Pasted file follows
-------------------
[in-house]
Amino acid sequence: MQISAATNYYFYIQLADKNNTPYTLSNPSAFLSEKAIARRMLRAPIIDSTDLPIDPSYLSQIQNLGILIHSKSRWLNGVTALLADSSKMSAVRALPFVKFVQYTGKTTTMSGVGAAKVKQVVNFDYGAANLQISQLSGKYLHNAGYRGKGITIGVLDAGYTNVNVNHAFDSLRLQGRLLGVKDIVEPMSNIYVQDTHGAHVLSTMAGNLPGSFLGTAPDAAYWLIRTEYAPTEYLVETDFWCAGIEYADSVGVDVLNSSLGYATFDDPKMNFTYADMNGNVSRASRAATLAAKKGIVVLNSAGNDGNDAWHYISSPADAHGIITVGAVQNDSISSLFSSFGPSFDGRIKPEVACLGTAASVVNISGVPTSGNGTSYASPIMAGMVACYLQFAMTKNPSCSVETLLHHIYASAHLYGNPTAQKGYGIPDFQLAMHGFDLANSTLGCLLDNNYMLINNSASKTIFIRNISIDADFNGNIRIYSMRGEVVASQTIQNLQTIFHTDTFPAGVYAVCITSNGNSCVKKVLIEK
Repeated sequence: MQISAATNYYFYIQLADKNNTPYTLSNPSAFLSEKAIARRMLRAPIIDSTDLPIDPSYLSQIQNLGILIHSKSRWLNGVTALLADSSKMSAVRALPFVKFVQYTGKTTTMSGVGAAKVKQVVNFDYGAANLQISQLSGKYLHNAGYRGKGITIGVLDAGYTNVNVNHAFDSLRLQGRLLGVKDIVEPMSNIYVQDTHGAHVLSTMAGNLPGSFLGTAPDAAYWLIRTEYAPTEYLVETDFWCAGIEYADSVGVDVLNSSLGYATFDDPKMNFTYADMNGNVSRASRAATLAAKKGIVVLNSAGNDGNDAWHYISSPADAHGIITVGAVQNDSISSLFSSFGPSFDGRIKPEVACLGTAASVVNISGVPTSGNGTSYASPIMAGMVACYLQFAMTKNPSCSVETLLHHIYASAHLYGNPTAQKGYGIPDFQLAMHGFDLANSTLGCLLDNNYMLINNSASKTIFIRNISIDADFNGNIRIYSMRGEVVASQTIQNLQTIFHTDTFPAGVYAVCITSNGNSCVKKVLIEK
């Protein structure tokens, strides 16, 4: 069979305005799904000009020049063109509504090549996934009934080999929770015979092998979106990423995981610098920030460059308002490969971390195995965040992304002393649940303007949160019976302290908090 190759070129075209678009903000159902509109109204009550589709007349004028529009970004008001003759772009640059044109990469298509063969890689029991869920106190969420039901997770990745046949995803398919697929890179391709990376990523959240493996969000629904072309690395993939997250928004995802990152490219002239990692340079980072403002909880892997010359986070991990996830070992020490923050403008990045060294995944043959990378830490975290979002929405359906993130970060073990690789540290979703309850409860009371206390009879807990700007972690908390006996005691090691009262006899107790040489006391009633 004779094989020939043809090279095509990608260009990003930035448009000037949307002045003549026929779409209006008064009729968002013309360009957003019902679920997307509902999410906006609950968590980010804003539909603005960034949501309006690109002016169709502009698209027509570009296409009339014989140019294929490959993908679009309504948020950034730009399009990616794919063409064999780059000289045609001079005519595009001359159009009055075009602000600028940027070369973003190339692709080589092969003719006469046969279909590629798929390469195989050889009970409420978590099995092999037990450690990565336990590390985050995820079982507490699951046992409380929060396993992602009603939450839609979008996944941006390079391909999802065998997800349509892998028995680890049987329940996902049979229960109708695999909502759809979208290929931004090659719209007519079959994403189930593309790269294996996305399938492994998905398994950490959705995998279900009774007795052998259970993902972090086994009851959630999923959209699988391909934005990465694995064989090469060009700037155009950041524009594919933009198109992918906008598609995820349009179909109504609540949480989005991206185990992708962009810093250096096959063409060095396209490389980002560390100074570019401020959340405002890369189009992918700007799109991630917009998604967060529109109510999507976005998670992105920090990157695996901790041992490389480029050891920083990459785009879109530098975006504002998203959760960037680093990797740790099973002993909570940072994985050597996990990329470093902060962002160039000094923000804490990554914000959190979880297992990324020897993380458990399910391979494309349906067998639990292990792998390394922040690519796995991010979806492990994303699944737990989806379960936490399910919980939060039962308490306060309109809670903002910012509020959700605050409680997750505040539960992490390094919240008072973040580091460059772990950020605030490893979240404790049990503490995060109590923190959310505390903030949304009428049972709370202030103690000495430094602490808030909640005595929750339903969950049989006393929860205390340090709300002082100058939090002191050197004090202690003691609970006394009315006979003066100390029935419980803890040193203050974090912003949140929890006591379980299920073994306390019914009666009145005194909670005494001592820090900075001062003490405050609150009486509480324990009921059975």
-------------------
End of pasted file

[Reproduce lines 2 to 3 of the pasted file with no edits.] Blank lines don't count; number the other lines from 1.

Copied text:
Amino acid sequence: MQISAATNYYFYIQLADKNNTPYTLSNPSAFLSEKAIARRMLRAPIIDSTDLPIDPSYLSQIQNLGILIHSKSRWLNGVTALLADSSKMSAVRALPFVKFVQYTGKTTTMSGVGAAKVKQVVNFDYGAANLQISQLSGKYLHNAGYRGKGITIGVLDAGYTNVNVNHAFDSLRLQGRLLGVKDIVEPMSNIYVQDTHGAHVLSTMAGNLPGSFLGTAPDAAYWLIRTEYAPTEYLVETDFWCAGIEYADSVGVDVLNSSLGYATFDDPKMNFTYADMNGNVSRASRAATLAAKKGIVVLNSAGNDGNDAWHYISSPADAHGIITVGAVQNDSISSLFSSFGPSFDGRIKPEVACLGTAASVVNISGVPTSGNGTSYASPIMAGMVACYLQFAMTKNPSCSVETLLHHIYASAHLYGNPTAQKGYGIPDFQLAMHGFDLANSTLGCLLDNNYMLINNSASKTIFIRNISIDADFNGNIRIYSMRGEVVASQTIQNLQTIFHTDTFPAGVYAVCITSNGNSCVKKVLIEK
Repeated sequence: MQISAATNYYFYIQLADKNNTPYTLSNPSAFLSEKAIARRMLRAPIIDSTDLPIDPSYLSQIQNLGILIHSKSRWLNGVTALLADSSKMSAVRALPFVKFVQYTGKTTTMSGVGAAKVKQVVNFDYGAANLQISQLSGKYLHNAGYRGKGITIGVLDAGYTNVNVNHAFDSLRLQGRLLGVKDIVEPMSNIYVQDTHGAHVLSTMAGNLPGSFLGTAPDAAYWLIRTEYAPTEYLVETDFWCAGIEYADSVGVDVLNSSLGYATFDDPKMNFTYADMNGNVSRASRAATLAAKKGIVVLNSAGNDGNDAWHYISSPADAHGIITVGAVQNDSISSLFSSFGPSFDGRIKPEVACLGTAASVVNISGVPTSGNGTSYASPIMAGMVACYLQFAMTKNPSCSVETLLHHIYASAHLYGNPTAQKGYGIPDFQLAMHGFDLANSTLGCLLDNNYMLINNSASKTIFIRNISIDADFNGNIRIYSMRGEVVASQTIQNLQTIFHTDTFPAGVYAVCITSNGNSCVKKVLIEK